Gold, The Only Objective Standard of Value

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The following is a seminal passage from Ayn Rand’s Atlas Shrugged.  As Francisco explains the importance of money as the only moral base for man’s existence, he highlights an inevitable fact we would all do well to recognize from current trends resulting from both fiscal and monetary policy coming out of Washington and the Federal Reserve respectively – the declining value of our fiat money.

“Whenever destroyers appear among men, they start by destroying money, for money is men’s protection and the base of a moral existence.  Destroyers seize gold and leave to its owners a counterfeit pile of paper.  This kills all objective standards and delivers men into the arbitrary power of an arbitrary setter of values.  Gold was an objective value, an equivalent of wealth produced.  Paper is a mortgage on wealth that does not exist, backed by a gun aimed at those who are expected to produce it.  Paper is a check drawn by legal looters upon an account which is not theirs: upon the virtues of the victims.  Watch for the day when it bounces, marked: ‘account-overdrawn’.”

Atlas Shrugged, 383-84

The “legal looters,” are of course those in Washington, and yes, I mean to include everyone because if you are not part of the solution, then you must by logical necessity be part of the problem.  The account “which is not theirs” is of course that of the taxpayer.  S&P’s recent downgrade of U.S. credit is evidence that the “day when it bounces, marked: ‘account-overdrawn'” is not so far off.  Also interesting to note is that gold recently topped $1800 per ounce following S&P’s announcement and a highly volatile market here at home and overseas.  It only makes good sense that the value of gold would climb as the value of the world’s reserve currency no longer commands the highest credit rating.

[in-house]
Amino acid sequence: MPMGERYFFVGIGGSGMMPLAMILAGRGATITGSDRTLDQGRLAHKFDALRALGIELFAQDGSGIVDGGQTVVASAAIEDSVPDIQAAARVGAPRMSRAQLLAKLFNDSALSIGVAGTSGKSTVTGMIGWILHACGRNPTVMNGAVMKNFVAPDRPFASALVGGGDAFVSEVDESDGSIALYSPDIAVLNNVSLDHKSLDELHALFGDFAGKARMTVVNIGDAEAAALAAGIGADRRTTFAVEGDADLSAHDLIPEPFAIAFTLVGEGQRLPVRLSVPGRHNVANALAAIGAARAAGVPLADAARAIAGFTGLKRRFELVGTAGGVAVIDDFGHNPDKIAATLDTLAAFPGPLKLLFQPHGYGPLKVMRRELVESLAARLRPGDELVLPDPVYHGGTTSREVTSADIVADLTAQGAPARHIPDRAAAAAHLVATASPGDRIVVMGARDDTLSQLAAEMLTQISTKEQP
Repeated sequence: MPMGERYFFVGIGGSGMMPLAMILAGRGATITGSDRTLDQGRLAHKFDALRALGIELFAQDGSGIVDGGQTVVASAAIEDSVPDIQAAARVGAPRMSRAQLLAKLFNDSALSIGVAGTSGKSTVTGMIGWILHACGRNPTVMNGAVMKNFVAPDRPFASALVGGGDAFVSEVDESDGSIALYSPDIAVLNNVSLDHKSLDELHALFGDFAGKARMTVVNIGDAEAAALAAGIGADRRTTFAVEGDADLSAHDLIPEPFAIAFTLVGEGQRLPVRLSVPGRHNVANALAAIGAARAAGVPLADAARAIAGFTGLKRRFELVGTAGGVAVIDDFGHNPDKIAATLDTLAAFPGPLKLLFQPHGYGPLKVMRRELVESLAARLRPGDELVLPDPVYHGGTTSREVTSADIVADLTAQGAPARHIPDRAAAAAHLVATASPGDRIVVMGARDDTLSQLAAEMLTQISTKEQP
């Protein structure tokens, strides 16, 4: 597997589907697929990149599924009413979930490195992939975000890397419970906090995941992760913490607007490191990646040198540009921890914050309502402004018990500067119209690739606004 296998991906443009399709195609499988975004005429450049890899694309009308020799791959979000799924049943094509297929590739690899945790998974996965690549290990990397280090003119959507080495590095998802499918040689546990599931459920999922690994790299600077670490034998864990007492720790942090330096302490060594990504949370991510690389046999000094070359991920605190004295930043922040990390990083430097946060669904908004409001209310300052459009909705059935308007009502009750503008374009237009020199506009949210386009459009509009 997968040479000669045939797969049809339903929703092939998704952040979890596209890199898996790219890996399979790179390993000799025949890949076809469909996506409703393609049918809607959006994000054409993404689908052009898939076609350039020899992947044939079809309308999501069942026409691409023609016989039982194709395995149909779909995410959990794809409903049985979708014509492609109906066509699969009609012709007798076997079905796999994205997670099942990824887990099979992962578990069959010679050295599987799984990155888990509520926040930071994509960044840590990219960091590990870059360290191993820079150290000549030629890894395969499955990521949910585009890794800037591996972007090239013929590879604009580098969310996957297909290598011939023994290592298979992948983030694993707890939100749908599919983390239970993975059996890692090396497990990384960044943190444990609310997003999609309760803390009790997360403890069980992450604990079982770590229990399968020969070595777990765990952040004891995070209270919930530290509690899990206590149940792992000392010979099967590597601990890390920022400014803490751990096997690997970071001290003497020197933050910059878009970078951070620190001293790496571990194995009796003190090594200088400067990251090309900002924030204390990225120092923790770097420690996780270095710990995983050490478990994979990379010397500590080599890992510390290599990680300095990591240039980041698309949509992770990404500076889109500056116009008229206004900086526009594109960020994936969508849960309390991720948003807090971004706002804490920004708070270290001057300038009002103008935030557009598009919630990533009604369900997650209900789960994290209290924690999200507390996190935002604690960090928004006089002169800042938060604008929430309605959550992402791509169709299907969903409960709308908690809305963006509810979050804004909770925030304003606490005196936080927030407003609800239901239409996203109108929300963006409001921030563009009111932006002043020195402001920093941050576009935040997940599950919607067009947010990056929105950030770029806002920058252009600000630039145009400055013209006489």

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About Jeremiah Dow
I have a B.S. in Politics, Philosophy, and Economics with a minor in Economics. I finished school in 2010 and am currently working on independent research in various areas including political and economic philosophy, government, and history. I am also currently looking for work in research, particularly the social sciences dealing with public policy work. I aspire to a top-level graduate institution, but would first prefer some professional research experience. Some of my primary influences are Ayn Rand, Noam Chomsky, and Howard Zinn among others.

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